July 31, 2013
WeÂ previously showed hard evidenceÂ of the Bank of Englandâ€™s complicit hiding of the truth about the quality of Bundesbank gold stored in the Fedâ€™s vaults. A fewÂ weeks laterÂ in a â€œcompletely unrelatedâ€ action, the Bundesbank dramatically shifted its recent stance, and demanded that its gold be repatriated into its own vaults (and we now know the impact that has had on the paper-physical paper markets). However, in yet another one of theÂ â€˜darkest episodes in central banking historyâ€™Â theÂ FT reports, theÂ Bank of England facilitated the sale of gold that was looted by the Nazis after their invasion of Czechoslovakia in 1938.Â Of course, judging todayâ€™s central bankers by this ethical (and potentially criminal) behavior of over 70 years ago is unfair but it is notable that the pattern of whatever-it-takes and at-all-costs decisions, coupled with pervasive opacity and stark unaccountability, appear to have been formed a long time ago.
TheÂ Bank of England played a vital role in one of the darkest episodes in central banking history, facilitating the sale of gold looted by the Nazis after their invasion of Czechoslovakia in 1938.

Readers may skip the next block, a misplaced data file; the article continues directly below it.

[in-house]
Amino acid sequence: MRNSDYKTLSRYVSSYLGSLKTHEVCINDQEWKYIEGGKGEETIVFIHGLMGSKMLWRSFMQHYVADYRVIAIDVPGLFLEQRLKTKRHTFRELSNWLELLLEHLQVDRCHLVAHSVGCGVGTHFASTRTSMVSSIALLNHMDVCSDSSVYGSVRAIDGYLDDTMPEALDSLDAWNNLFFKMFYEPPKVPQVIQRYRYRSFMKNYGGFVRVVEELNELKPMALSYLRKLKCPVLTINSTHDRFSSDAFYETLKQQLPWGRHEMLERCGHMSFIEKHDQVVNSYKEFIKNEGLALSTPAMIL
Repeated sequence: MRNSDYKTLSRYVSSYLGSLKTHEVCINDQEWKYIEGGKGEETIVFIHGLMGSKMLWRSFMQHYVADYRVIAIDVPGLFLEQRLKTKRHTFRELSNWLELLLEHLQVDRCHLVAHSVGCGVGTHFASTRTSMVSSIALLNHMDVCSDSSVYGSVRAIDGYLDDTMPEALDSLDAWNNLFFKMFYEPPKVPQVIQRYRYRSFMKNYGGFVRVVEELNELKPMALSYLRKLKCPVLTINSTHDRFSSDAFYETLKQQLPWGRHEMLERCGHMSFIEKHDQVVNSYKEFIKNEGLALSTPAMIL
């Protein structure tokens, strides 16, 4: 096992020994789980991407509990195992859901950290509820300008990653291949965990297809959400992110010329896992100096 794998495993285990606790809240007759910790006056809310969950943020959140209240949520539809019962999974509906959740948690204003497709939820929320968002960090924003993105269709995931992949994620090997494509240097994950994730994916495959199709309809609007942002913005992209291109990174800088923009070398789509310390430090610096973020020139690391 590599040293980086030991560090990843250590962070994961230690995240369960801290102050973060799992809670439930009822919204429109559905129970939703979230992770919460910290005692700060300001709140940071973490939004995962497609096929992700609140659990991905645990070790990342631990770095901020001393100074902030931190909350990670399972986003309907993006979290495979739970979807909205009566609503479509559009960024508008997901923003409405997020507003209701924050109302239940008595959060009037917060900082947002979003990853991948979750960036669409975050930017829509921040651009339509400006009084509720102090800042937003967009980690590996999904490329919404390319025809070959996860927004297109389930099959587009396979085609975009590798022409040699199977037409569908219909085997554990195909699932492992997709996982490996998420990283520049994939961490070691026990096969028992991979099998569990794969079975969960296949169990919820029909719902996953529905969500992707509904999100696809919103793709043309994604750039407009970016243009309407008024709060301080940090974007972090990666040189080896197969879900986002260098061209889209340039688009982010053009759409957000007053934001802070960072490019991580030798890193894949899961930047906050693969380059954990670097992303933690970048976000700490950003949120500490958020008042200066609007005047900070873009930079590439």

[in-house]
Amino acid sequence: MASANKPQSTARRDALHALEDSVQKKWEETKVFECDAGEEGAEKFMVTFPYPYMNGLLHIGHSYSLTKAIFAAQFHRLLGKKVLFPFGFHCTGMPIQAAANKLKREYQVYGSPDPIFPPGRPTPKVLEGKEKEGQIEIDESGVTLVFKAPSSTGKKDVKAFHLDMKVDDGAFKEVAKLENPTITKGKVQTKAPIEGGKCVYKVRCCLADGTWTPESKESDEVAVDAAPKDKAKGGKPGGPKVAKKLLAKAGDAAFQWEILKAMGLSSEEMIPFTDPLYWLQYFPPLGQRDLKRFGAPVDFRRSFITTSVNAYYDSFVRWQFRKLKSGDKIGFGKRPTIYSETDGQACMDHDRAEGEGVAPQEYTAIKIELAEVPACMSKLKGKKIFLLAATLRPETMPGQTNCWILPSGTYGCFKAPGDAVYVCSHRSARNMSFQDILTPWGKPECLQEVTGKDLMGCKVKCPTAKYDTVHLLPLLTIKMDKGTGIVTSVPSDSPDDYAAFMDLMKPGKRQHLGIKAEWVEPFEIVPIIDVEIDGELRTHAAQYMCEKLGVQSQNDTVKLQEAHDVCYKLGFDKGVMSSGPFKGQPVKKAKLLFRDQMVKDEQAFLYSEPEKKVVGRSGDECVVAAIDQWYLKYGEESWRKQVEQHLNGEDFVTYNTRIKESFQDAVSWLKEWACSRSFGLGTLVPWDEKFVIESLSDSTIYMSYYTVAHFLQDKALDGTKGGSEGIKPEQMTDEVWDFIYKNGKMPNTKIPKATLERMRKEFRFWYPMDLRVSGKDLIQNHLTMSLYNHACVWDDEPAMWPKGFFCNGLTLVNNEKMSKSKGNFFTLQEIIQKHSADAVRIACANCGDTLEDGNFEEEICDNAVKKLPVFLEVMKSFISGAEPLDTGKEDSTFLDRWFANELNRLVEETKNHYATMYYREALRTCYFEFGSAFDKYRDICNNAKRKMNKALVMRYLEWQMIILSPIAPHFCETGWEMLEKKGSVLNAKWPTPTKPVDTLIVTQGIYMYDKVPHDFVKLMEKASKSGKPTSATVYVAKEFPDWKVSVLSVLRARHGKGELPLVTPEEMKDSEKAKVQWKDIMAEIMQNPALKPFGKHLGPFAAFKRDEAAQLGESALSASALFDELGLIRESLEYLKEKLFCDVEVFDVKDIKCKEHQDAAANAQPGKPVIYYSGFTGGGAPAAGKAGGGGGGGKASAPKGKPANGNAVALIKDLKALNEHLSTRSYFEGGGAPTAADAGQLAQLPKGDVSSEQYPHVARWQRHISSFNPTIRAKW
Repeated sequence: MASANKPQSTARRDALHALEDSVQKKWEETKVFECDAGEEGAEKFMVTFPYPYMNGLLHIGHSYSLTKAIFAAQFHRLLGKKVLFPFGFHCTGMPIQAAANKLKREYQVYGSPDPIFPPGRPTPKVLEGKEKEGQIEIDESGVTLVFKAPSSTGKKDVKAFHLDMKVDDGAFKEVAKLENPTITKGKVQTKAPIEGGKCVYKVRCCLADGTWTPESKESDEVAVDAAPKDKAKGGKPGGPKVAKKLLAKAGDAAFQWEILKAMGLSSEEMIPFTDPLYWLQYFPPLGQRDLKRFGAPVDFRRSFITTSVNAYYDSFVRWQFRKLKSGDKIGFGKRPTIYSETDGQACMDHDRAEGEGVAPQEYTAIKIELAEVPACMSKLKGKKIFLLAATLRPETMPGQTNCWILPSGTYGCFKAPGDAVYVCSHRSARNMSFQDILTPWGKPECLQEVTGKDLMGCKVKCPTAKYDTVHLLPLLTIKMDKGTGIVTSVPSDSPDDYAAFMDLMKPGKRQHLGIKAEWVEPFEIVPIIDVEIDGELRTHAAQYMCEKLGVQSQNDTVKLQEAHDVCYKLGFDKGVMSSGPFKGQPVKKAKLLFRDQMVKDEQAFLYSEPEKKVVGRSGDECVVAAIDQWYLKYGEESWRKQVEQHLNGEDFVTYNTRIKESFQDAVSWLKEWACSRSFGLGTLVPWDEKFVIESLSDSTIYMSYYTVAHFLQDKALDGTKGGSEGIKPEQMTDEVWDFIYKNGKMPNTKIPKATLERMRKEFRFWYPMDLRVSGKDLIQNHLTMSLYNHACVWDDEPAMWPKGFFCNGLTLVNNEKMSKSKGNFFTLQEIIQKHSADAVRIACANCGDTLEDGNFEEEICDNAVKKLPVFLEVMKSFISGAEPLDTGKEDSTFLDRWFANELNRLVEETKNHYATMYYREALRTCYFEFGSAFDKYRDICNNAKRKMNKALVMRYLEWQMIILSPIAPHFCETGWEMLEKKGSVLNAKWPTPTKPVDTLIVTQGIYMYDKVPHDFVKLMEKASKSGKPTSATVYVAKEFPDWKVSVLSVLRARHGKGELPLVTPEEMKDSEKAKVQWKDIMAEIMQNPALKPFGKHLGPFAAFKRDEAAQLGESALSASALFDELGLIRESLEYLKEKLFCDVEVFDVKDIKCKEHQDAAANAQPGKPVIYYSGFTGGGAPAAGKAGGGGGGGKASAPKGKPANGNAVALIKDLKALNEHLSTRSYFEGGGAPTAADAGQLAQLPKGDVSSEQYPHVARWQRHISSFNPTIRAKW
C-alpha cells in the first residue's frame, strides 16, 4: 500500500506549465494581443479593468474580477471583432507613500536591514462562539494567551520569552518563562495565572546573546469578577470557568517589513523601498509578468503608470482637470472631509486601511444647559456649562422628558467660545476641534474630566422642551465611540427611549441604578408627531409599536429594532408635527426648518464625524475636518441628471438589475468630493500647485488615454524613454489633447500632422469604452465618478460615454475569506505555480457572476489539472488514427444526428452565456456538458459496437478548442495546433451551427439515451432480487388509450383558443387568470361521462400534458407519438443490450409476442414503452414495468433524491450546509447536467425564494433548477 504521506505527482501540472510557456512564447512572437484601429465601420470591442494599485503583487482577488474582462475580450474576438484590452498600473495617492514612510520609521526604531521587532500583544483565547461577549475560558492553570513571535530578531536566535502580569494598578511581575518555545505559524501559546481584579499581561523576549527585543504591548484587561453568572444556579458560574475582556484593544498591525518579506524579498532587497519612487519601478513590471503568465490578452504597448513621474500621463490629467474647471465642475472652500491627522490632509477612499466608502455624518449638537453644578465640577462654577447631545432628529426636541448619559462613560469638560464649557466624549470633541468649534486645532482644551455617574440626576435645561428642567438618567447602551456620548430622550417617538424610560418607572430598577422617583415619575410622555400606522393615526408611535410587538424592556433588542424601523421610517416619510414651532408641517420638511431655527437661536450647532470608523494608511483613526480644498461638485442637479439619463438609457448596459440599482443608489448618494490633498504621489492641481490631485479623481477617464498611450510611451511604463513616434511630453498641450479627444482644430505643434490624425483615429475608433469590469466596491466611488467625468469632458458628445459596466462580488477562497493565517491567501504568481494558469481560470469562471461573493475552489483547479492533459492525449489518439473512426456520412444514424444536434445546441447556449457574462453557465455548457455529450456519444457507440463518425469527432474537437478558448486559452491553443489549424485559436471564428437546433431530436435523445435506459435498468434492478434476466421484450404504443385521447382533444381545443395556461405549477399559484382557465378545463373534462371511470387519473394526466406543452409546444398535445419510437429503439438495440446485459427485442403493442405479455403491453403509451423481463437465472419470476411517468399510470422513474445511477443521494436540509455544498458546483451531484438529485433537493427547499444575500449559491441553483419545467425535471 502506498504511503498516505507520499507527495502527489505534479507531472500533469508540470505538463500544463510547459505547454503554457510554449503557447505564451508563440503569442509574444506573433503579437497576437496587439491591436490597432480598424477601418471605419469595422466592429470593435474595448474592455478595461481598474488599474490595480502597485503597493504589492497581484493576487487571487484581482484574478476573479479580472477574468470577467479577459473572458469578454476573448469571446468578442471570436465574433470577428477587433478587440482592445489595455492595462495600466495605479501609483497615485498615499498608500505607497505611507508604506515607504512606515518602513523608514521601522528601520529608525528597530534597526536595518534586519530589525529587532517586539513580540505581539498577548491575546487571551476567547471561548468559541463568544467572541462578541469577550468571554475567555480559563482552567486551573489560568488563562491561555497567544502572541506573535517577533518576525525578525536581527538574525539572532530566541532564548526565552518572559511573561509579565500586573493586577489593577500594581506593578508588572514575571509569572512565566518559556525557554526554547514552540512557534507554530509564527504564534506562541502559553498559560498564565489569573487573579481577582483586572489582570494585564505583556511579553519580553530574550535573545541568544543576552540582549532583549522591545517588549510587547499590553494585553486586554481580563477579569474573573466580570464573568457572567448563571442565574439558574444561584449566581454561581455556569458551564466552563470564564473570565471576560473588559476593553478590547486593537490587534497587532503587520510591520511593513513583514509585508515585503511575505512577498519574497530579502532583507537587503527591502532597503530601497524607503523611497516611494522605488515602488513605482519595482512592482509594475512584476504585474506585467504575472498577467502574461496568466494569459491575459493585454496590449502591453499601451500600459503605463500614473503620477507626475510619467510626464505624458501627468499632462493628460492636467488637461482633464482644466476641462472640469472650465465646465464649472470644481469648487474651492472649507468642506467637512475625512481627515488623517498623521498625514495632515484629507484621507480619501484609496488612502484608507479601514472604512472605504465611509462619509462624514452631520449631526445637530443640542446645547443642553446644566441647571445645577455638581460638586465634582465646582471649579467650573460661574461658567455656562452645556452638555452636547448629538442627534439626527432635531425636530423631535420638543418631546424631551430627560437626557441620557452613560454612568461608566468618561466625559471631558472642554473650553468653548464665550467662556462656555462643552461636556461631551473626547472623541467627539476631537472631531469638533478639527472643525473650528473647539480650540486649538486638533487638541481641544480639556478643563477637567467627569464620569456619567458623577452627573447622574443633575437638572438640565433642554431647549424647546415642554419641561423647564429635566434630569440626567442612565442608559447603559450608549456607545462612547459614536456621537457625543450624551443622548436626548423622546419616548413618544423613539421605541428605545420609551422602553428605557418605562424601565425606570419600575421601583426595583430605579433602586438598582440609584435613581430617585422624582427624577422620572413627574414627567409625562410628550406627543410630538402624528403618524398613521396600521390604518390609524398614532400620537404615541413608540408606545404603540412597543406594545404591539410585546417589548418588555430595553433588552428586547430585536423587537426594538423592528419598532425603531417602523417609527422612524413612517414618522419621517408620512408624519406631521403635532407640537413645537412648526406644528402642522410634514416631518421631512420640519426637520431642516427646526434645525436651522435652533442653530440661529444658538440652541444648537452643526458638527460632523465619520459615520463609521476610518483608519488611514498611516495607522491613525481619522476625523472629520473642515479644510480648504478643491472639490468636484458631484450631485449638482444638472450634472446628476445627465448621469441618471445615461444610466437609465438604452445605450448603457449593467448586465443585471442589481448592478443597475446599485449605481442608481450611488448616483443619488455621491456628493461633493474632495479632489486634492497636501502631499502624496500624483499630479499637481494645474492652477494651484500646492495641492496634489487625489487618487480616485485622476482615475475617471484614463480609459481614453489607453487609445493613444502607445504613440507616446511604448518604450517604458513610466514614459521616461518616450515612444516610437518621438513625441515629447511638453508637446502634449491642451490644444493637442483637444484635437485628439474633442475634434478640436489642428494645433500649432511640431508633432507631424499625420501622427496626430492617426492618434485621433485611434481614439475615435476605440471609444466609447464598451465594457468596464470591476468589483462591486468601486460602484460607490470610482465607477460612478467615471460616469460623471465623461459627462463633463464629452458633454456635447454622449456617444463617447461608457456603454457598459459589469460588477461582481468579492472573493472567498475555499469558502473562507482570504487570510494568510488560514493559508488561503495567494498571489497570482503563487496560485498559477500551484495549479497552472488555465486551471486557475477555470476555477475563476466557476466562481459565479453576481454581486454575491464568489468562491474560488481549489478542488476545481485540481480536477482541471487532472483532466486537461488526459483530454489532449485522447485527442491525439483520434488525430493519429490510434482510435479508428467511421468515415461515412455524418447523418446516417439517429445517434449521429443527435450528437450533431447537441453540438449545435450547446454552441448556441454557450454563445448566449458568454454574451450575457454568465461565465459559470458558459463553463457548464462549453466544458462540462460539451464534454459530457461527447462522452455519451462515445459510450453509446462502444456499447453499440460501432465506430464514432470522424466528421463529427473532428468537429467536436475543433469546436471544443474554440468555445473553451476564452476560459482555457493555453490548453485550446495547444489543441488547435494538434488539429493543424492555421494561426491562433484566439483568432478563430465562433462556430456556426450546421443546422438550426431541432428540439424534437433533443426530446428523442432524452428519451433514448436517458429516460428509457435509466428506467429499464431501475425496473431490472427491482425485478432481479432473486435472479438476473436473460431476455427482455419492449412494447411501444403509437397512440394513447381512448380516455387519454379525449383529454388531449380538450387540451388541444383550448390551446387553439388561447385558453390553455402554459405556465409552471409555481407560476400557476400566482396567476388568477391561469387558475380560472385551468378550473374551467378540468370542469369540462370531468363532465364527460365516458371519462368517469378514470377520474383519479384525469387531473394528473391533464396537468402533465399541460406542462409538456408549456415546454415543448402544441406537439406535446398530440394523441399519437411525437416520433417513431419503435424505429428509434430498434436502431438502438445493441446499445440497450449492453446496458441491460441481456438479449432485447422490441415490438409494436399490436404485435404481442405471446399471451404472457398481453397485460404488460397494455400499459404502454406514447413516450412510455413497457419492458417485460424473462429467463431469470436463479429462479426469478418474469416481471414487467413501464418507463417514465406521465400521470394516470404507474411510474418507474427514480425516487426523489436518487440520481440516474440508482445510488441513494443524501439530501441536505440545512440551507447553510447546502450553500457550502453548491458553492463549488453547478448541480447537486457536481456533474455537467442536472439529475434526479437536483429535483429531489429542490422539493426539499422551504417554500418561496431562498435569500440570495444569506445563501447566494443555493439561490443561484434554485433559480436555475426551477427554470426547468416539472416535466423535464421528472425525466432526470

According to aÂ hitherto unpublished history of the BoEâ€™s activities in and around the second world war, the UKâ€™s central bank sold gold on behalf of the Reichsbank â€“ which Germanyâ€™s central bank had seized from its Czech counterpartÂ â€“ after the UK government had frozen all Czech assets held in Britain following the Nazi invasion.
TheÂ episode has long weighed on the reputation of the BIS. However, what has received less attention is the role of the BoE in the affairâ€¦
It would appear they knew what the right thing to do wasâ€¦ butÂ politics meant ignore the ethics for the preservation of the status quoâ€¦
So just how powerful is the Central Bank?
â€¦theÂ UKâ€™s central bank prioritised the appeasement of the BIS over the British governmentâ€™s wishes to freeze the sale of Czech assets.
The history, written by BoE officials and completed in 1950 but never published, also records thatÂ the UK central bank sold gold after this date on behalf of the NazisÂ â€“and without waiting for the consent of the British governmentÂ â€“ on the back of pressure from the BIS.
The documents also show thatÂ Montagu Norman, then governor of the BoE, was opaque in his communications with John Simon, the chancellor at the time, when pressed on whether the central bank still held the Czech gold.
This episode did not go unnoticed in the US pressâ€¦
AndÂ the full archive is here: